“We will not turn somebody away for their inability to pay,” said Looney. “So if they don’t have $22 when they come to check in for their appointment, we’ll have them sign an acknowledgement that they do still owe that $22 and we’ll work with them to do a payment plan.”
Carilion Stonewall Jackson Hospital uses a similar policy, but on a larger scale. The hospital has nearly $7 million in uncompensated care budgeted annually.
“We’re going to see everybody,” said Charles Carr, CEO of Stonewall Jackson Hospital. “We want to be able to take care of everyone. Whether you can pay or not, you’re going to get the same treatment when you come in.”
Caring for the elderly
It takes roughly 40 minutes to drive on I-81 from Lexington to Roanoke, and a bit longer to get into the city. For the entirety of that ride on May 18, 2016, Lynda Bassett-de Maria suffered through a heart attack.
“It was a little bit scary,” she recalled “but I usually don’t get frightened in situations until after they’re over. Then I fall apart. In the midst of a serious situation, I’m usually pretty calm and try to figure out what needs to be done next.”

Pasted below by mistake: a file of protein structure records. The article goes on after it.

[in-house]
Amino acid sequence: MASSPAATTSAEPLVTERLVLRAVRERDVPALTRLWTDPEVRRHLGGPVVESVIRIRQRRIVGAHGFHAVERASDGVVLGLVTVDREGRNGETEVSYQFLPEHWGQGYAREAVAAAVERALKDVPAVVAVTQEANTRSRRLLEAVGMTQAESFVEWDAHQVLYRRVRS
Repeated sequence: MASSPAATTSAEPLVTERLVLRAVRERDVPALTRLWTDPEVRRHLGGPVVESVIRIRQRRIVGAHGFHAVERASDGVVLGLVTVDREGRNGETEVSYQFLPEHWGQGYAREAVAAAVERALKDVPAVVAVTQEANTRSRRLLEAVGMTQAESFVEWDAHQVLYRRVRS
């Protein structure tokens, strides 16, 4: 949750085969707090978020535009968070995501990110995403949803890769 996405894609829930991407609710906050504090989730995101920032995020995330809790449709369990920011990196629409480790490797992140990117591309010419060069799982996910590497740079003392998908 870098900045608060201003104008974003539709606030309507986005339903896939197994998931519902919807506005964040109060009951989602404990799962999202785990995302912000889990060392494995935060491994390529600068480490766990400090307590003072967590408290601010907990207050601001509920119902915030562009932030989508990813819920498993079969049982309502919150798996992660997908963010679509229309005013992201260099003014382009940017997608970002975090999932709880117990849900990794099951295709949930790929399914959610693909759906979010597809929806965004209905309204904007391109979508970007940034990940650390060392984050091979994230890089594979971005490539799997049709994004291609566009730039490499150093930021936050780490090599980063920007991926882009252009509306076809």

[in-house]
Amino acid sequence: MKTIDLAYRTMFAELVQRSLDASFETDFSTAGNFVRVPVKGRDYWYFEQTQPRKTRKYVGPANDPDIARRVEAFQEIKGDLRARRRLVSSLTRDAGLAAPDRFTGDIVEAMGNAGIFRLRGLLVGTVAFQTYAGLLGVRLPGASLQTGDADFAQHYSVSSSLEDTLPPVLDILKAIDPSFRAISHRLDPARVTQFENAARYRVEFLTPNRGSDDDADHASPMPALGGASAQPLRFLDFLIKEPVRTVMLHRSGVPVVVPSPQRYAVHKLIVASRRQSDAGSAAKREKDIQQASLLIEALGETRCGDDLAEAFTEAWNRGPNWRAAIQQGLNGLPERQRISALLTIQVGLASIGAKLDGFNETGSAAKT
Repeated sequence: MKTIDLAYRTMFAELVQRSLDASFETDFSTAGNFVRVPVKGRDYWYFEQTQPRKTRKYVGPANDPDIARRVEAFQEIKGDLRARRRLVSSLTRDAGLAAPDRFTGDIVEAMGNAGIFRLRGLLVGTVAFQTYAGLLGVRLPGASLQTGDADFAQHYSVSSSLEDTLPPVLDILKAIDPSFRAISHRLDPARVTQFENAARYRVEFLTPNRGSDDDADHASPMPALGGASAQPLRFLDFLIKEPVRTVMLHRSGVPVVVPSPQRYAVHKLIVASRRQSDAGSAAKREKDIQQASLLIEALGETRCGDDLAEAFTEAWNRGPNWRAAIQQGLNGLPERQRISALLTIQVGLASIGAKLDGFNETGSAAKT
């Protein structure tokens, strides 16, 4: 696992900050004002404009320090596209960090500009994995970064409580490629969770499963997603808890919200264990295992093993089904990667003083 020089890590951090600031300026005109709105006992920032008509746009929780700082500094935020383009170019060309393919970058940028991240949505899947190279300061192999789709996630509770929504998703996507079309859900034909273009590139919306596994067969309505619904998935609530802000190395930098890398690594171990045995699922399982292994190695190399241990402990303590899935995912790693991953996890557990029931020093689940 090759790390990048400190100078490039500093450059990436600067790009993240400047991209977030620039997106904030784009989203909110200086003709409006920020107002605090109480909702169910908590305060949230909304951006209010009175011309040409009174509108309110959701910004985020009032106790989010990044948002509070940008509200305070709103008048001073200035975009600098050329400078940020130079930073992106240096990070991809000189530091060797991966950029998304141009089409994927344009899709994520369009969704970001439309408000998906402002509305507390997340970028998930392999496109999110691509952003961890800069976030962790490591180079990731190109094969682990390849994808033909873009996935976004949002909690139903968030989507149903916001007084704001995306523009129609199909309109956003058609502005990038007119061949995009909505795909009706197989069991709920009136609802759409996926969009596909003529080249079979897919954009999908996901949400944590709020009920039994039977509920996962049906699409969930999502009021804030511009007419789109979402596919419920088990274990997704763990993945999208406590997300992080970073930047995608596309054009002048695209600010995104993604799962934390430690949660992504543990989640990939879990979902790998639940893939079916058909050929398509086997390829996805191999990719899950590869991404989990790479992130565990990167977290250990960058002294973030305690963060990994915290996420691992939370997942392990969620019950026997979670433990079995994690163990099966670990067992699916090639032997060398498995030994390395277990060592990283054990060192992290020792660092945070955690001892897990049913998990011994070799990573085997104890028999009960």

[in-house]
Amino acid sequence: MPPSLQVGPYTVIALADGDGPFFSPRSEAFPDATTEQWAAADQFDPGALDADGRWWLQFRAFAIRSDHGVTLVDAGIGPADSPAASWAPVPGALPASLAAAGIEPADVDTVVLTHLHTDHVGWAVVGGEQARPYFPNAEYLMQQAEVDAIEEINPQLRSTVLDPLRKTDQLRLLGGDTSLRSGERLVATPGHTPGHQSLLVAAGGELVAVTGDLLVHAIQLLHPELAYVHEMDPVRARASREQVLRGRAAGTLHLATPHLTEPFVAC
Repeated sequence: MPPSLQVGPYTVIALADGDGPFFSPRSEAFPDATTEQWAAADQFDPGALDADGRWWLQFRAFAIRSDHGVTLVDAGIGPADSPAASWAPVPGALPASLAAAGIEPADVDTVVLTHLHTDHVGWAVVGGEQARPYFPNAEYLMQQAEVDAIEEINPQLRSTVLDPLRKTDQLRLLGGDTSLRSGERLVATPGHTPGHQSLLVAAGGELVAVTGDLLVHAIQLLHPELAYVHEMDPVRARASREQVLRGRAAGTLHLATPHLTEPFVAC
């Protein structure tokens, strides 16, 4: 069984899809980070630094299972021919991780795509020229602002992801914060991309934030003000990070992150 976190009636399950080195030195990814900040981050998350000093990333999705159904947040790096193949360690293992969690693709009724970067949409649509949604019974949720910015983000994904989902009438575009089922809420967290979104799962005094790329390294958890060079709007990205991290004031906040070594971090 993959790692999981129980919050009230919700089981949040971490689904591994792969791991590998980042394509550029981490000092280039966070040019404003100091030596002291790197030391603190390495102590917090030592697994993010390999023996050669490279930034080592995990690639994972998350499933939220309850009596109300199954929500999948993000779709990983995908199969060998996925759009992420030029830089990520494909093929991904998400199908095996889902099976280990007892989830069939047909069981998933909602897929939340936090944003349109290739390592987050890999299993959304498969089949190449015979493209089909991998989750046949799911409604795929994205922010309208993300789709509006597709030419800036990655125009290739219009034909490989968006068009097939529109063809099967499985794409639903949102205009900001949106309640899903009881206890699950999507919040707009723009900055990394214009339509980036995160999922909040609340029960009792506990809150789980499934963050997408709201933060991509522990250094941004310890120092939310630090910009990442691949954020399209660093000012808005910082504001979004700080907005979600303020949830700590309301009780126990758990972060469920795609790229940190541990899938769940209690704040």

It became apparent at Carilion Stonewall Jackson Hospital that her condition was too serious for the hospital to handle. The doctors loaded her into an ambulance. With her husband, a retired journalism professor at Washington and Lee University, trailing behind, EMTs drove her to Roanoke where she was hospitalized for five days.
According to the American Heart Association, cardiovascular disease was the cause of death for nearly 400,000 females in 2013. Bassett-de Maria was lucky that she made it to Roanoke.
Care for the elderly in Rockbridge County is an issue because 20.7 percent of residents are age 65 or older. Only 12 percent of the entire state of Virginia is that old. Nearly 45 percent of Rockbridge County ranges upwards of 50, while 31.5 percent of the state is 50 and up.
of the Commonwealth of Virginia is 65 or older
of Rockbridge County is 65 or older
The elderly are affected by the same transportation issues that plague the uninsured, but for different reasons. Movement in general is difficult for the elderly, and many seniors no longer have cars because their loved ones find it dangerous for them to be on the road. Others live in assisted living or nursing homes.
The Mayflower is an assisted living center located on the corner of Main and Jefferson Streets in Lexington. The 38-bed facility costs between $2,200 and $3,400 monthly.